After a child soldier was shot in the back and killed at a military base in Paraguay his parents spent 16 years asking why there was not a timely or effective investigation by the State. After bringing their case to the Inter-American Court of Human Rights they finally got answers, an apology and changes to the country’s recruitment practices.
Abandoned by his mother at birth, Valentin Câmpeanu was left to grow up in a Romanian orphanage. As a HIV-positive Roma orphan with severe disabilities, Câmpeanu fell victim to a staggering level of institutional neglect, ultimately resulting in his death. Two NGOs brought a case to the European Court of Human Rights to get accountability for the way he was treated.
Five Argentinian teenagers were sentenced to life in prison, despite not having attained the age of majority at the time of their crimes. All five suffered grievous ill-treatment and were incarcerated for years before their cases were heard by the Inter-American Court of Human Rights, which ruled that life imprisonment should never be imposed on children.
Henriette, 15, was brought to France from Togo by one of her father’s acquaintances. She believed she would be given an education, but was instead made to work long hours for no pay, and never went to school. Following a tip-off, police freed Henriette, and she later made an application to the European Court of Human Rights, claiming that France failed to prevent and effectively punish the perpetrators for slavery, servitude, or forced or compulsory labour.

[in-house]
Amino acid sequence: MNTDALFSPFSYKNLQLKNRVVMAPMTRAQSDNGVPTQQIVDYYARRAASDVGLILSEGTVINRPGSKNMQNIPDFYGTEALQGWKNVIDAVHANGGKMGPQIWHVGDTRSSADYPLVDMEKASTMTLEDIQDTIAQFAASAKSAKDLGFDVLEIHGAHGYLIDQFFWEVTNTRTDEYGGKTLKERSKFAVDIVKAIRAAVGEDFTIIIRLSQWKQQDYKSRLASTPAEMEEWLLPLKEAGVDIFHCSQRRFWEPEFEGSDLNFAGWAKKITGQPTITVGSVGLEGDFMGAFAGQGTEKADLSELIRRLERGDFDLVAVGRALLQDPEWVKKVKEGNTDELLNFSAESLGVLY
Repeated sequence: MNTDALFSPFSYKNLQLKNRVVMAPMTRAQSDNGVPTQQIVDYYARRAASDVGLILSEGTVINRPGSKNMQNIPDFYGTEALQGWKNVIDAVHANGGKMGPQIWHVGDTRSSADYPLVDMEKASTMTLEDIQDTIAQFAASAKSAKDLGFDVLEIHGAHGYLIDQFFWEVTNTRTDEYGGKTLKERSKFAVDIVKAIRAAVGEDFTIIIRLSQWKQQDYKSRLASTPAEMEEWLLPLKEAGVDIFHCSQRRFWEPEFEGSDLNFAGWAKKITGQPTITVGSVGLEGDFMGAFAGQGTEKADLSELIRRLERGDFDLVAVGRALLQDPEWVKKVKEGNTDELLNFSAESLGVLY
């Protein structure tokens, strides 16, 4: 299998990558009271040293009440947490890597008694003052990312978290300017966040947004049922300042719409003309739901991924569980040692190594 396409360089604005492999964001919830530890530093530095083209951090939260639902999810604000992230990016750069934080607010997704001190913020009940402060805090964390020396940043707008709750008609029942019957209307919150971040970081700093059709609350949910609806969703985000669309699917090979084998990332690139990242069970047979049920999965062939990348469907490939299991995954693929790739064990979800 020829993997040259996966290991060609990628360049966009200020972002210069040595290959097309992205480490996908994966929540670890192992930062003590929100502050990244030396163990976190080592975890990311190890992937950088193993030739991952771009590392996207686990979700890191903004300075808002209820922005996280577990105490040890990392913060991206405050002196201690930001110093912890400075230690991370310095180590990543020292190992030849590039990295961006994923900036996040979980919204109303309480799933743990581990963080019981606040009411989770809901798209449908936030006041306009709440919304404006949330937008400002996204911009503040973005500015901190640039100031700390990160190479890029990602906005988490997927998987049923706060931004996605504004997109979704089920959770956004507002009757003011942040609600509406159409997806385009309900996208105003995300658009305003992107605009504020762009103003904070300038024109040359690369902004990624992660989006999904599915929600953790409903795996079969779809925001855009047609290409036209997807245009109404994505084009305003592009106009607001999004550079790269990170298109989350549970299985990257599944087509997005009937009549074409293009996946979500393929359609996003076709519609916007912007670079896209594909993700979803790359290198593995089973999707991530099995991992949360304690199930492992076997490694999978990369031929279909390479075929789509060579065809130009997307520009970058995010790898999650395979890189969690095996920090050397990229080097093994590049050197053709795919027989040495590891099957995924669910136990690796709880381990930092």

The parents of the Saviny family, two blind adults raising seven children, argued that Ukrainian authorities were obliged to provide financial support to help them raise their children. In its ruling the European Court of Human Rights once again denied the widespread presumption that people with disabilities are not able to independently raise and educate their children.
Roma children in the Czech Republic are often segregated in schools, unfairly labelled as “mentally disabled” and shunted into “special” classes or schools. In 1999, D.H. and Others v. the Czech Republic became the first case in Czech history to seek an end to this discrimination. In 2007, after a series of rulings and appeals, the European Court of Human Rights called the practice what it is: racial discrimination.
An activist lawyer working to advance LGBT rights in Austria brought a series of cases to the European Court of Human Rights (ECtHR) to eliminate discriminatory differences in the age sexual of consent for gay and heterosexual couples. After more than a decade of litigation, the offending article of the Penal Code was repealed, paving the way for further advances for LGBT people’s rights in the country.